South Australia will see a second, higher flood peak from the Murray River, with authorities saying they now expect 185 gigalitres per day to flow through it in the second surge in late December.
Most important points:
- South Africa is expected to have two flood peaks, one in early December and one around Christmas
- The second peak will release between 185 and 220 gigalitres into the Murray River each day
- Those in Greater Adelaide consume 200 gigal liters of water per year
The state government has said two peaks are expected, one in early December and another higher peak in late December around Christmas.
While 185 gigaliter is the high probability, there is a moderate probability of 200 gigaliter and a smaller probability of 220 gigaliter during the second peak.
Prime Minister Peter Malinauskas said during the first peak in early December, a high probability of 175 gigats per day is still expected, with a low probability of 220 gigats per day falling to 200 gigats per day.
“So while there is good news about what we expect in early December, we are certainly alert to what will come across the border in late December,” Prime Minister Peter Malinauskas said.
Residents of Greater Adelaide use about 200 gigal liters of water per year.
“We are now faced with the prospect of crossing the border in the River Murray any day now,” he said.
“It’s a lot of water. It presents a lot of challenges.”
Four kilometers of DefenCell flood barriers have been flown from Italy to Adelaide to be sent to the Riverland, and over a million sandbags have been recovered.
Up to 4,000 homes will be flooded
The reinforcements are part of a $4.8 million protection package announced on Sunday.
However, Mr Malinauksas said that during the peak flows, up to 4,000 homes will still be flooded.
“The combination of many DefenCell products and now over a million sandbags gives us great confidence that where we can make a difference with these materials, we have the ability and capacity to do so,” said Mr. Malinauskas.
“But frankly, we can’t protect every house.
“We can’t let that much water cross the border and protect every property, so we’re still working to get 4,000 properties flooded as a result of these additional flows.”
Earlier this week, the government declared a major state of emergency, giving Police Commissioner Grant Stevens additional powers to manage the flood crisis.
SES chief executive Chris Beattie said residents should take action now and look at interactive maps on the SES website to see if their property would be flooded.
He said those affected needed to know when to leave their properties before it was too late.
“This could be caused by road closures in your area, power cuts, sewage losses or even water spilling over the floor slab, but it is important that you decide early and in advance when you will be leaving,” said Mr Beattie. .
He said a levee being built to protect Renmark Paringa District Hospital has been completed and a number of other levees are currently under construction in the region.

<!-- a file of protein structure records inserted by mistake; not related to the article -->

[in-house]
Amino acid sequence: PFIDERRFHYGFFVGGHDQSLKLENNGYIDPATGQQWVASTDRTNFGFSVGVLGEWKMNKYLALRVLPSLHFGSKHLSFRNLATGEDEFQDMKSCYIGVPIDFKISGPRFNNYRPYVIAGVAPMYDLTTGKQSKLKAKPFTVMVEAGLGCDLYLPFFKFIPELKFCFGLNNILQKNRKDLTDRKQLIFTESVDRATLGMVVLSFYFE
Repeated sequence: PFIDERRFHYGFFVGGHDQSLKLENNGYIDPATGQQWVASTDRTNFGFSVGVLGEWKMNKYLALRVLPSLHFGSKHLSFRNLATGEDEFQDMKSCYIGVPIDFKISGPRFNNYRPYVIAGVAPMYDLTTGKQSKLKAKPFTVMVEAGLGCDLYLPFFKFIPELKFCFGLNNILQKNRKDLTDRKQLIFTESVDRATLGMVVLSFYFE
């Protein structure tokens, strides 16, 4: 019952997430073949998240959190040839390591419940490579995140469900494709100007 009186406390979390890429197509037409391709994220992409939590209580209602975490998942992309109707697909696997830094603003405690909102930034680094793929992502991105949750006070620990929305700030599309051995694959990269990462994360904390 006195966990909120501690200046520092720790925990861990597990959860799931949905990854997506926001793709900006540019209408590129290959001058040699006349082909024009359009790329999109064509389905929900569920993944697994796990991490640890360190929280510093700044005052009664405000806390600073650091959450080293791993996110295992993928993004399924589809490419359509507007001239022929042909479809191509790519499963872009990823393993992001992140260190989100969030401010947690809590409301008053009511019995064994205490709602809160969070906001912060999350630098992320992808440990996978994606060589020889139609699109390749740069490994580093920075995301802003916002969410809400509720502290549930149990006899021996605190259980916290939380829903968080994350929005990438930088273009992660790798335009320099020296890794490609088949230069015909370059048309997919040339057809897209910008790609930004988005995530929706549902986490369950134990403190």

Wastewater from Riverland homes should be cut off
SA Water’s Nicola Murphy told ABC Radio Adelaide that about 150 homes would be disconnected from wastewater services by December 9, with another 100 homes also expected to be shut down.
Last week, SA Power Networks warned that about 2,000 properties will be disconnected from electricity in the coming weeks, with some homes and cabins already disconnected.
Ms Murphy said SA Water was working with affected residents to find suitable alternatives, including the use of portaloos and camp toilets.
“Anything we can do to help those residents we will do, and that’s something we’re working with those people as they make their decisions right now to stay in their homes or maybe move during the flooding period,” she said.
“What we need to think about is the overall ability of our network to handle the extra amount of water that comes into it and our pumping stations can pump that through and we try to make sure we maintain as many services as possible to get the most number of people for as long as possible customers.
“By isolating a small portion of the network, we’re trying to protect the rest of the network and keep those services running.”
Ms Murphy said SA Water was also working to prevent sewage from entering the floodwaters.
Access to health services will be ‘difficult’
Riverland residents and visitors are also urged to plan ahead for their health needs as road closures are imminent.
Michelle Atchison, president of the Australian Medical Association SA, said mosquito-borne viruses were also a concern.
“If you have scripts that you need for the next few months go get them filled out now, if you need a vaccination for your Japanese encephalitis virus then go get it now because in the coming weeks the health services will be stretched as people get them use, but they will also be difficult to access,” she said.
“There are a lot of drugs that we can do through telehealth, but we can’t give you a virus shot through telehealth, so there are some things you need to start planning now.”
She urged people to stock up on insect repellents before supplies ran out.